Wendi Parson, MA Decorative Arts and Design Program student, will present a paper entitled “Chrysler’s ‘Imported from Detroit:’ The Story of a Car, a Company and a City” at the Popular Culture Association/American Culture Association National Conference to be held in Boston from April 11-14, 2012.
The PCA/ACA has held national meetings for more than 40 years in major cities throughout the U.S. and Canada. The conference generally attracts 2,500 scholars, teachers, professionals, and enthusiasts, representing a wide range of cultural studies interests, including: Advertising, Automobile Culture, Fashion, Style & Appearance, Film, Literature, Popular Art, Architecture & Design, and Visual Culture.
An abstract for Parson’s paper, to be presented as part of the conference’s Automobile, Community, and Society session, follows.
Chrysler’s “Imported from Detroit:” The Story of a Car, a Company and a City
Embedded within the innovative advertising campaign for the new Chrysler 200 is an intricately crafted appeal for a car, a company and a city – all of which are inextricably linked. Launched with a two-minute commercial broadcast during 2011’s Super Bowl XLV starring rapper Eminem at the wheel of the midsize sedan, the campaign introduces a new tagline for the Chrysler brand: “Imported from Detroit.” The commercial and its print counterparts subvert conventional representations of automobiles in advertising, which evoke power, performance and speed. Instead, through the appropriation of historic, economic and cultural symbols of Detroit, the campaign positions the Chrysler 200 as a vehicle to sell the city synonymous with automobile production. “Imported” also challenges traditional notions of luxury goods originating overseas and proffers a new “homegrown” luxury for American consumers.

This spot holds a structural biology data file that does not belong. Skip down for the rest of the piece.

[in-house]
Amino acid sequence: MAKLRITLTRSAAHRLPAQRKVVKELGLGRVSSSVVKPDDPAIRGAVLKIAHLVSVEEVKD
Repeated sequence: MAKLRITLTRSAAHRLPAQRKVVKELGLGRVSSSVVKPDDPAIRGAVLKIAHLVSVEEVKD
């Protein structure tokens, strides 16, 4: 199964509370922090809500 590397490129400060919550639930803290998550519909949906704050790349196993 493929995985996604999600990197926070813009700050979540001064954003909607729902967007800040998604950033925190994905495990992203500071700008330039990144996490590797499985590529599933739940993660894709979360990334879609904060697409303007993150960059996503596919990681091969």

The federal government’s intervention to rescue ailing automakers forms a pivotal subtext of the campaign. The mid-2000s ushered in a severe industry downturn that left Detroit’s automakers teetering on the brink of collapse. Dire economic conditions and hemorrhaging balance sheets prompted the former Big Three to lobby the government for billions in emergency aid during the final days of President George W. Bush’s administration. Subsequently, President Barack Obama augmented the government’s stakes in Chrysler and General Motors, making shareholders of the U.S. taxpayers. Now, with sales rebounding and profits turning, the Chrysler 200 has emerged as an emblem of a resurgent automotive industry and, possibly a resurgent Motor City. “Imported from Detroit” tells the story.
For more information, visit: www.pcaaca.org.